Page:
OTTUMWA — Ottumwa High School theater director Jeff Leonard took out a withered and cracked script that once was used by former theater director Mike Ernst, and handed it to one of his crew members.

Leonard couldn't think of a much better performance to put on this weekend than one no one has seen in 50 years.

Starting Friday and running through Sunday, the theater group will put on "Wait Until Dark," a two-act performance featuring just eight characters and plenty of conning and suspense. The performance, delayed since the fall for various conflicts, kicks off what will be a busy, but exciting, sprint to the end of the school year.

"The script is falling apart, but it has all of the stage movements, all of the lighting cues," Leonard said. "We've made a couple of changes based on what he did, but about 90% of it is the original show.

"Mike has remained a very good friend of mine, and one of my heroes. This got his blessing."

Freshman Emma McIntyre plays blind woman Suzy Hendrix, while senior Roderick Rath plays Roat, who is what Rath calls "the head of the thugs." The play focuses on a doll given to Hendrix's husband that is filled with heroin. Two other thugs join in to try to find the heroin, while trying to be elusive to the blind Hendrix. The play takes place in a basement apartment in Greenwich Village in New York City.

"(The husband) loses the doll in the apartment, and there's like two small thugs that just got out of prison, and they're looking around this apartment," Rath said. "Then the third guy shows up, and he's looking for the doll, and will use these two gentlemen to get it.

"The lady is blind, so they're lying to her about who they are because she can't see them," Rath said. "Their plan is to get the doll and leave, but the blind lady is smarter than they think."

McIntyre is one of three freshmen in the play, and has found playing a blind person difficult.

"It's incredibly hard because I have to have all the mannerisms," she said. "I had to a learn a bunch of new mannerisms and find ways to move around the set and not make obvious that I'm acting like a blind person.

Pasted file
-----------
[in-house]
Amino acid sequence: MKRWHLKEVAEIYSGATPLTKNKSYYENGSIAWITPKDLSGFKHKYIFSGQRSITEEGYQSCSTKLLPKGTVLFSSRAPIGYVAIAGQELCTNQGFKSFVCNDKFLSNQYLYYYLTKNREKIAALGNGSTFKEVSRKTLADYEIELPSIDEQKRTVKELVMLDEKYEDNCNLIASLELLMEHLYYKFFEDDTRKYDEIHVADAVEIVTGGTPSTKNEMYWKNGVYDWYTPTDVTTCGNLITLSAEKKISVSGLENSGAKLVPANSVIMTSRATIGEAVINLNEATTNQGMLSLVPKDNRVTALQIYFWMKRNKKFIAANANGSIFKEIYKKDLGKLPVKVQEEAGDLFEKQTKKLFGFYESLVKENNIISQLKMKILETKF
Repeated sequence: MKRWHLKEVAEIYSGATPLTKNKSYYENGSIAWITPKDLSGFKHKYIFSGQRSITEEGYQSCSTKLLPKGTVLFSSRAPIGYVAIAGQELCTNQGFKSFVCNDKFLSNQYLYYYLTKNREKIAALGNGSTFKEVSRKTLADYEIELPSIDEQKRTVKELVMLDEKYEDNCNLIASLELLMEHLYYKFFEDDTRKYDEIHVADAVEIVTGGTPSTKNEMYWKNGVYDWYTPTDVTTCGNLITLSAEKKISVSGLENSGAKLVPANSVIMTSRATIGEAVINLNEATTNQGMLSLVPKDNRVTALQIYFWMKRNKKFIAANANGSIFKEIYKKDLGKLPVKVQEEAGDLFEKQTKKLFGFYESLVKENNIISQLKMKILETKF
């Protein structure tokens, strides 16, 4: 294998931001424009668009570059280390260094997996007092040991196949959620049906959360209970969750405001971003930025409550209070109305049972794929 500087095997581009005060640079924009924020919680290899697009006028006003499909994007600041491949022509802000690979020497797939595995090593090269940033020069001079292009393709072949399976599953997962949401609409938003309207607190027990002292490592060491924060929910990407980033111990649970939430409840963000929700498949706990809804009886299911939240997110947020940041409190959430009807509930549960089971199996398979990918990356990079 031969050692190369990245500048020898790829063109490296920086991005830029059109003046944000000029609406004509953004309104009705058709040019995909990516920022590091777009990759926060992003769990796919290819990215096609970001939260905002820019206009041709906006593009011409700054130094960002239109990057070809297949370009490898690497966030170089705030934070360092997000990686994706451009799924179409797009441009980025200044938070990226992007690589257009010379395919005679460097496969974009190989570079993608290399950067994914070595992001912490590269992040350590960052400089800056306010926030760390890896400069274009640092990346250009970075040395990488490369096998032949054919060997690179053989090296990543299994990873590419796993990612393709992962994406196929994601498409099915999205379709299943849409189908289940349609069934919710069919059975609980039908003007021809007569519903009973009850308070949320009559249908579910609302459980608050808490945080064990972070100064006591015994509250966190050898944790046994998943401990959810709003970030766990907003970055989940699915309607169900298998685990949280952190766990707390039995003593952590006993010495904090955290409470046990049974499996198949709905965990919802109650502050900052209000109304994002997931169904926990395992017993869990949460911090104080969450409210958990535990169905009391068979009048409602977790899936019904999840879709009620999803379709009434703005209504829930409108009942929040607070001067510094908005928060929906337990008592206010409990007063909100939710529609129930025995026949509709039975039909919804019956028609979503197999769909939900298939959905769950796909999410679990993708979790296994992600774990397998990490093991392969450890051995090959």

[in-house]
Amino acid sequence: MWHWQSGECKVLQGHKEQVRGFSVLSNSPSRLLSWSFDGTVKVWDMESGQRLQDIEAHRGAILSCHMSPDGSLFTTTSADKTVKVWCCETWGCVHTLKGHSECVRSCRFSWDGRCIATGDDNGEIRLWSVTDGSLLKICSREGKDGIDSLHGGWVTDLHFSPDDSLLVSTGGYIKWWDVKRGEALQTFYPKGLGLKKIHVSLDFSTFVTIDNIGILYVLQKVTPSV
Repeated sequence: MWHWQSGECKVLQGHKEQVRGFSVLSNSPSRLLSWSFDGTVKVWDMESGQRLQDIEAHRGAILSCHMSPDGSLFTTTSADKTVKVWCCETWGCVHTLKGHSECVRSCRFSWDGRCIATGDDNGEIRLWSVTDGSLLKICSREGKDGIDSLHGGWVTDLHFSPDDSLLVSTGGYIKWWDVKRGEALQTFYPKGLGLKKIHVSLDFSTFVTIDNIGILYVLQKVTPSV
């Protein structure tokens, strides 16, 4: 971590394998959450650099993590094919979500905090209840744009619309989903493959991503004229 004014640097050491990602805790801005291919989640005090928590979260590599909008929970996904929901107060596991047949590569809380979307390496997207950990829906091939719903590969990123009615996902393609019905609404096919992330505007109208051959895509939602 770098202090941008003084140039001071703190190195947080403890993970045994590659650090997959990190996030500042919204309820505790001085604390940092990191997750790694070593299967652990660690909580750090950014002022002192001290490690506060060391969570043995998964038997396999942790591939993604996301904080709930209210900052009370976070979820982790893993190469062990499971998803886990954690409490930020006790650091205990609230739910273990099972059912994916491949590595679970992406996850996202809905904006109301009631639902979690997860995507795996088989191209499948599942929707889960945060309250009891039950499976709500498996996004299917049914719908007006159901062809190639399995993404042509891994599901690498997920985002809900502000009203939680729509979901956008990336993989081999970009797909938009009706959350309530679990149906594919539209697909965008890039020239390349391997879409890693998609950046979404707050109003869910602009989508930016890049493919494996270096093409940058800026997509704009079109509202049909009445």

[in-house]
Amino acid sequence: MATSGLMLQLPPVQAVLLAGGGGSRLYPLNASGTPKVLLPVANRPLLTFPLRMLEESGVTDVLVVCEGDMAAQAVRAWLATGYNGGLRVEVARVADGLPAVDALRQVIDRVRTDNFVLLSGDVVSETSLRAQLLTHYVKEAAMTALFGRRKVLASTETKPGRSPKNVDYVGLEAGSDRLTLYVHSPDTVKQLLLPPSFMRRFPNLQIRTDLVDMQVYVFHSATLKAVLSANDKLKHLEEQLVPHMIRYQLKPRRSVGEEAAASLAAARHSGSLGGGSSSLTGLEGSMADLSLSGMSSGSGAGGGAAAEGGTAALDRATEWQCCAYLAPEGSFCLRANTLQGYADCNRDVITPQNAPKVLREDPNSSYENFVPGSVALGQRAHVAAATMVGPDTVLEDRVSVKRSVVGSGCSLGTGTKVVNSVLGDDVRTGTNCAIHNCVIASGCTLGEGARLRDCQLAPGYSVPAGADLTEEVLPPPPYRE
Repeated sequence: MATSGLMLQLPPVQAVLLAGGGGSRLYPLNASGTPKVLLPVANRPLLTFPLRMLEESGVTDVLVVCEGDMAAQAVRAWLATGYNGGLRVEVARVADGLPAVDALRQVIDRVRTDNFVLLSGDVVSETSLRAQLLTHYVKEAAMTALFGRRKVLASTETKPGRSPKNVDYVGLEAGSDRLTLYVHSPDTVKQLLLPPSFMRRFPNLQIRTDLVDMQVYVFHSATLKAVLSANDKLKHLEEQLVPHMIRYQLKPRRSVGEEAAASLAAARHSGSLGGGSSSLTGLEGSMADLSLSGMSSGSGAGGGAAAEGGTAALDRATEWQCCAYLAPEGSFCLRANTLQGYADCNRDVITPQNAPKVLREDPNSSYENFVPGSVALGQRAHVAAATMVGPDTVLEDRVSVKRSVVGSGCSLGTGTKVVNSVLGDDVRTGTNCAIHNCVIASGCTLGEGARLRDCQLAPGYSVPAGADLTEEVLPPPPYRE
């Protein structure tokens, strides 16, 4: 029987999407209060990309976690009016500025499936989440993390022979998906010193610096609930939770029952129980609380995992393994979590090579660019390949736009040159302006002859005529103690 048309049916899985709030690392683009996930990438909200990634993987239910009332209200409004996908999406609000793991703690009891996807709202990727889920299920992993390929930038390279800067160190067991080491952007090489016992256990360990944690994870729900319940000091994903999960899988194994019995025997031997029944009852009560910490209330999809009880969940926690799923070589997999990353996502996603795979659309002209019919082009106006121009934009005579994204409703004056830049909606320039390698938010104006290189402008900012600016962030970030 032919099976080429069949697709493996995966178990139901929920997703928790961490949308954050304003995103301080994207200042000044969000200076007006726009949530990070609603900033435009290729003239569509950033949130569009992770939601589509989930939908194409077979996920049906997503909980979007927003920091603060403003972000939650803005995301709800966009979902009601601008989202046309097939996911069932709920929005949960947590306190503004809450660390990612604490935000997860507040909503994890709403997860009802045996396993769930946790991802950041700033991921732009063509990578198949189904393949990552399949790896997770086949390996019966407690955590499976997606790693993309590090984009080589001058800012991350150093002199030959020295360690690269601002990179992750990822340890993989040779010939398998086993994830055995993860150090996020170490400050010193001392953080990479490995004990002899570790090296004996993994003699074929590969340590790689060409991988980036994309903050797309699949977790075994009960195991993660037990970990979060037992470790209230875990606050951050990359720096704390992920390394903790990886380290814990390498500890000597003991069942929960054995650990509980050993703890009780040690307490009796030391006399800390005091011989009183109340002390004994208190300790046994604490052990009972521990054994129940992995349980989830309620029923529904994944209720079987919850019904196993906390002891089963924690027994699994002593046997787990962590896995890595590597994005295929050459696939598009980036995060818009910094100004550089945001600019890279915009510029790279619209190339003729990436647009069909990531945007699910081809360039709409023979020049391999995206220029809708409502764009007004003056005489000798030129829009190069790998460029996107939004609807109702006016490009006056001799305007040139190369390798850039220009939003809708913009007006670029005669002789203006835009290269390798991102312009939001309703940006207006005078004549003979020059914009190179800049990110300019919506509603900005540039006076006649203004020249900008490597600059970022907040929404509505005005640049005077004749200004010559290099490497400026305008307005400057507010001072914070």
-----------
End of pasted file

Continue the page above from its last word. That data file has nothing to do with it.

"If you don't act that out correctly in certain scenes, it throws the whole thing off because they're trying to con me. If I act like I can see them, it doesn't make sense."

Leonard described the play as a "chess game," but he said it's been a challenge because there is a lot of dialogue and no music.

"No one knew this show before we started, so the memorization has been the biggest challenge," he said. "And we're going to have a couple special effects in the show that are going to make it very interesting."

The actors said the show is easy to following along if the audience is paying attention, and Leonard said the final scene is "very dramatic."

"It's very much in the style of an old-time radio thriller," he said. "I've had a couple people ask me if it's scary, and it's not. It's just thrilling."

Actors won't have long to wait before preparing for their next performance, which will be the theater department's first Theater Showcase on Feb. 3 at 6 p.m., featuring snippets of previous performances as a fundraiser, with a free-will donation serving as admission.

"Our theater kids are going to showcase themselves and their talents, so we'll be doing pieces from 'Legally Blonde,' which we did last year. There will be some other acting, and it's going to be a really good time," Leonard said. "It'll be a chance to showcase some of the people that aren't on stage as much as they should be."

Then comes a performance April 21-23 in which the fine arts department will perform a world-premiere musical written specifically by Rath called "11 O'Clock." Tickets for that will go on sale in February.

"Roderick had the idea for the show, and it's just gone on from there," Leonard said. "Having a senior write a musical, or any show for us, that's never happened before, and it takes a very special skillset to be able to do that. I mean, he's written the words, the lyrics, the orchestration.

"Everything you will hear came out of his brain, and it's pretty remarkable," he said. "I've read it and heard it, and it's very good. Our goal is to sell out all four performances. I hope it goes over well, and I think it will."

Tickets for "Wait Until Dark" are $10 for adults and $5 for students, and are available at the door. Friday and Saturday performances are at 7 p.m., while Sunday's performance will be at 1 p.m. at the OHS Auditorium.

— Chad Drury can be reached at cdrury@ottumwacourier.com, and on Twitter @ChadDrury

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